Assigning performance tasks and performance items: This isn’t a new practice for assessment, but in these times of distance learning, it’s important that the assessments we design for students demand that they apply their knowledge to new and novel situations. Performance tasks do that, and they create engaging multistep opportunities for students to show what they know. Performance items are similar, appearing in many traditional exams. Both require students to perform by applying their thinking performance items are more limited in scope and often assess a single standard or skill.

When teachers express concerns around cheating or academic honesty, I recommend that they change their assessments to be more performance-based. Teachers can also consider long-term PBL projects that also leverage performance tasks.

Moving from one big event to a series of smaller events: Performance tasks are a research-based practice to assess student learning. However, the tasks we give students may be too much for them during this time of uncertainty and anxiety. If students are required to complete multiple performance tasks, across multiple disciplines or classes, that can create stress that is detrimental to student wellness.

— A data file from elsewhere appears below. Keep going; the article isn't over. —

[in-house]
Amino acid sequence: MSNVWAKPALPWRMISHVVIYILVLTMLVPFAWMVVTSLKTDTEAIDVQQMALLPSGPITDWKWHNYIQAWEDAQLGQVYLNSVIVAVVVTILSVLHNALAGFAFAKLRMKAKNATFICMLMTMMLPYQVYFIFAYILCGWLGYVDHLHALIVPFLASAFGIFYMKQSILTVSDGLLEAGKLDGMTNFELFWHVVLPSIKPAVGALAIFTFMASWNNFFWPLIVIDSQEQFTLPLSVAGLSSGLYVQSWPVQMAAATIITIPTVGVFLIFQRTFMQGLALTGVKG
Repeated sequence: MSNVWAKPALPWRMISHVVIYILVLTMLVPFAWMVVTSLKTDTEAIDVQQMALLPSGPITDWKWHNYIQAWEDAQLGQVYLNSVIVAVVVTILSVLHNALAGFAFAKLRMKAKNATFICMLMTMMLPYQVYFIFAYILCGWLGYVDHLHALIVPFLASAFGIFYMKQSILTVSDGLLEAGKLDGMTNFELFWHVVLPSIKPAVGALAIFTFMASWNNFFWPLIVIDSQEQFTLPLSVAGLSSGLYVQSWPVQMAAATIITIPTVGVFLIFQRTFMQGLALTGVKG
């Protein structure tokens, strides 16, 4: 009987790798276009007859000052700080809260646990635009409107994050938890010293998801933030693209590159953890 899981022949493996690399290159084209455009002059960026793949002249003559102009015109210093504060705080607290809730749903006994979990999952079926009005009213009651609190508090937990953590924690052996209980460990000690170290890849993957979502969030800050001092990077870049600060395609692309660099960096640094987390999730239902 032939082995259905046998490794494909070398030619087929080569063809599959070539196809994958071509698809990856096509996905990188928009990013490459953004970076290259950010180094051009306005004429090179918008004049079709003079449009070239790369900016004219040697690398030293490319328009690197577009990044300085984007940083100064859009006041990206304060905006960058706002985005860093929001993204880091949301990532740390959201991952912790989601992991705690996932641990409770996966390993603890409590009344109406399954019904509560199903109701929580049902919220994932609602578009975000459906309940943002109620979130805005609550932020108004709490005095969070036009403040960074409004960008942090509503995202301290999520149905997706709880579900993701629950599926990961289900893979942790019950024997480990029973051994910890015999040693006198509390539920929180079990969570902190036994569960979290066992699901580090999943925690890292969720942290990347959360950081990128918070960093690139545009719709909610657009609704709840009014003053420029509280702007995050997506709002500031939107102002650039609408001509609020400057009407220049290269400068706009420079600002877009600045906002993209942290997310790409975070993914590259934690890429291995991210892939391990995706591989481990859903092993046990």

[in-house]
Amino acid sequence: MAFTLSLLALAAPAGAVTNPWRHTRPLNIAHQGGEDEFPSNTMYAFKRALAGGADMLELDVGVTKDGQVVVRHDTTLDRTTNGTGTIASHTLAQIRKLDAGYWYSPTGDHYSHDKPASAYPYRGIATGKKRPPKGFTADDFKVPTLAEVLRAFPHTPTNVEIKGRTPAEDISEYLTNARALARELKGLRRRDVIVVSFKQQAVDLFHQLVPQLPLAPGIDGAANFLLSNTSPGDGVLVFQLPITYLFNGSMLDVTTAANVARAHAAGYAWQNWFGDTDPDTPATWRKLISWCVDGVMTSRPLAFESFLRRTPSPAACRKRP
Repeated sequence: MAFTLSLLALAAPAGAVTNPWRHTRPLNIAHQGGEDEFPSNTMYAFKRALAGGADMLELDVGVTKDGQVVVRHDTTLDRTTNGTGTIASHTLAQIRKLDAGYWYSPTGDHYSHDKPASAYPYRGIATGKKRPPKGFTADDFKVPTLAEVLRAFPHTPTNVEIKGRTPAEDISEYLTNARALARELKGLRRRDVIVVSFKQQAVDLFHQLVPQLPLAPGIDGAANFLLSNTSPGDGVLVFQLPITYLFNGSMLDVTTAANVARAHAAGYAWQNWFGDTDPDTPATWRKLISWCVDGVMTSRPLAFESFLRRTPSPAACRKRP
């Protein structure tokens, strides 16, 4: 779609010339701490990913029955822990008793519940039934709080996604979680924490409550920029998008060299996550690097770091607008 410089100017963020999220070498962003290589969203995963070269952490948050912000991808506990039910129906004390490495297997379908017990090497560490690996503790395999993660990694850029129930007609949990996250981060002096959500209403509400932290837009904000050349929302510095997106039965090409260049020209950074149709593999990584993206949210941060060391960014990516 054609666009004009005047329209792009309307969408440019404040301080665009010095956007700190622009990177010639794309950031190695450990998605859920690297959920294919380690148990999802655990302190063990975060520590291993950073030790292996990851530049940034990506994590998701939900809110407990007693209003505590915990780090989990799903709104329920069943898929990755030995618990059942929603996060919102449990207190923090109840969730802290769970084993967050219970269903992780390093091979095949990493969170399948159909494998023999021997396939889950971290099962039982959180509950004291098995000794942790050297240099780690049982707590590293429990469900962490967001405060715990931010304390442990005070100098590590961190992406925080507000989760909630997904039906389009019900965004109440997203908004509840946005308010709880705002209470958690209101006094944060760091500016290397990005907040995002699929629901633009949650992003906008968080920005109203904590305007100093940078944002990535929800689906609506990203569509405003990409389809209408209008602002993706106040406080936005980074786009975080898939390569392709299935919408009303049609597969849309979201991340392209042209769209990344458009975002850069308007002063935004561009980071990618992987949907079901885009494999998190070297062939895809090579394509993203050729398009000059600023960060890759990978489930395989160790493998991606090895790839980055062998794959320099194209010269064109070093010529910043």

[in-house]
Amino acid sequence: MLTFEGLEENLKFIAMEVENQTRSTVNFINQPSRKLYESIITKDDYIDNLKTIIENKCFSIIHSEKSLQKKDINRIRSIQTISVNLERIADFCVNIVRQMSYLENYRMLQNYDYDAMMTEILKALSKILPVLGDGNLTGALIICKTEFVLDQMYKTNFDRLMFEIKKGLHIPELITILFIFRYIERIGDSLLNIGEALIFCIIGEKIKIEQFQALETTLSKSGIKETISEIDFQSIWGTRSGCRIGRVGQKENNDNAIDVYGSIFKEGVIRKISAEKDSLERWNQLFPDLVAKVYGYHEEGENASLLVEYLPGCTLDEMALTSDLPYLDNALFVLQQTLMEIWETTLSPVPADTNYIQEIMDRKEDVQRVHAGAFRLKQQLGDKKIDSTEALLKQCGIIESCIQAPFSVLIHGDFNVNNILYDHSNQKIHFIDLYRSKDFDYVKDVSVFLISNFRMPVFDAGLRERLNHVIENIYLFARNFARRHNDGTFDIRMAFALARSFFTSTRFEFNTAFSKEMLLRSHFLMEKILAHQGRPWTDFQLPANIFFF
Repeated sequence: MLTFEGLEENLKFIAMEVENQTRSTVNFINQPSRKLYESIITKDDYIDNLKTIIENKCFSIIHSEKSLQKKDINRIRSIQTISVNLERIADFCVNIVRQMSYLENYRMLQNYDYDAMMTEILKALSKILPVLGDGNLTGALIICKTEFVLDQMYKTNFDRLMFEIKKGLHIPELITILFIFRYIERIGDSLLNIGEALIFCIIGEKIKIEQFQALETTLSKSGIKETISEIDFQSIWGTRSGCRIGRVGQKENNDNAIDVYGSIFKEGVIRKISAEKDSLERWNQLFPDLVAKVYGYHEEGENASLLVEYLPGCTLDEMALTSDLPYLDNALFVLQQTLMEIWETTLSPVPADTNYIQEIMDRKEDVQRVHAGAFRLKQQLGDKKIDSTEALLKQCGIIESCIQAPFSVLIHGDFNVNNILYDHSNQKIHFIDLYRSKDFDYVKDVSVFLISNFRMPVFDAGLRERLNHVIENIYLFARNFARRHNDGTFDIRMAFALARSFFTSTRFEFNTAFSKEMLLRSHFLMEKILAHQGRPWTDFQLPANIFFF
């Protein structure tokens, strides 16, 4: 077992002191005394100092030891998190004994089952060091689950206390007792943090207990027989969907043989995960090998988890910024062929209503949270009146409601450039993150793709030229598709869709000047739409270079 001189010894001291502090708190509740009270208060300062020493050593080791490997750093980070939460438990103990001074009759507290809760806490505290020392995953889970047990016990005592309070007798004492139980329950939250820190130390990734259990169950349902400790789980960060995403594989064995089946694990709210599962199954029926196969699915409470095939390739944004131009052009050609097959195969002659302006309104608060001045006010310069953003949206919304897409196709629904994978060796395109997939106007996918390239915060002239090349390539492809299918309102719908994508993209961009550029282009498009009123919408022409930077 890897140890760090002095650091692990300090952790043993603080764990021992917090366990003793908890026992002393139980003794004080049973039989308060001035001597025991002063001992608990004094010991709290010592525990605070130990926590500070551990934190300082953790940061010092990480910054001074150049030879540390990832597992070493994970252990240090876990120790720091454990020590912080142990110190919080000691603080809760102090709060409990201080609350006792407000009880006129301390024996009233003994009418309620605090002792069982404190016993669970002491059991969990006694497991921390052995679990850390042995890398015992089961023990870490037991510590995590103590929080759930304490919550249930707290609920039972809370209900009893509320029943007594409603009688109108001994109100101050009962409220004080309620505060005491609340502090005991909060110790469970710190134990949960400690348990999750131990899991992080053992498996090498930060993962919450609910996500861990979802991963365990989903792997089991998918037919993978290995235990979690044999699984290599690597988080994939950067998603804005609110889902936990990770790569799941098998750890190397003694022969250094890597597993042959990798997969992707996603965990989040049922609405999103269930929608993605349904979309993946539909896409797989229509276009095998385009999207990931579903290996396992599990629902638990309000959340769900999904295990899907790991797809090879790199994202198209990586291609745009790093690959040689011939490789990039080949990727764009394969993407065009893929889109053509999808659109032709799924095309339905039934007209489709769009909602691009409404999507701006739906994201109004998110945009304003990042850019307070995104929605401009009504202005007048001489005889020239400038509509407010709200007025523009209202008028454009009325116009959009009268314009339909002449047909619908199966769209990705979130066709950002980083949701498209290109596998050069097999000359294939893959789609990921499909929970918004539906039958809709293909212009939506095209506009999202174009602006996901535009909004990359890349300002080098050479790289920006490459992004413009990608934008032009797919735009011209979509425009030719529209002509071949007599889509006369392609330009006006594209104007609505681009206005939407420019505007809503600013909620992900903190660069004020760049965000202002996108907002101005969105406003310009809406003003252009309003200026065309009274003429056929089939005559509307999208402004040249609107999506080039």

Depending on what is being assessed, teachers may be able to take these tasks and split them into shorter tasks or performance items to be completed over a longer term rather than in one sitting. As a performance task often assesses multiple standards, it can be broken apart into discrete mini-tasks that each assess an individual standard or learning target.

Using conversations and oral defense: Anthony Poullard, an associate principal at Korea International School, said that “students must always be prepared to explain their thinking or learning with their teacher, and they know that a teacher may ask for an explanation of assessment answers one on one.” In an article on formative assessment in distance learning, I discussed conversations as one of the best ways to check for understanding, and this holds true for summative tasks as well. Students can do presentations or engage in an oral explanation or defense of their final product. This provides further evidence of student learning.

Leveraging technology tools: I want to first acknowledge the inequities here. We know that many students do not have access to technology, so these strategies may not apply. However, there are ways to use technology to support summative assessment practices. You can have students take the assessment at the same time, during a synchronous virtual session. This is similar to timed in-class writing. Schoology, for example, allows you to time quizzes and tests. Tools like Draft Back, a Google Chrome extension, can show patterns in work submitted and play back the process. And student-created videos are great tools for students to share what they know.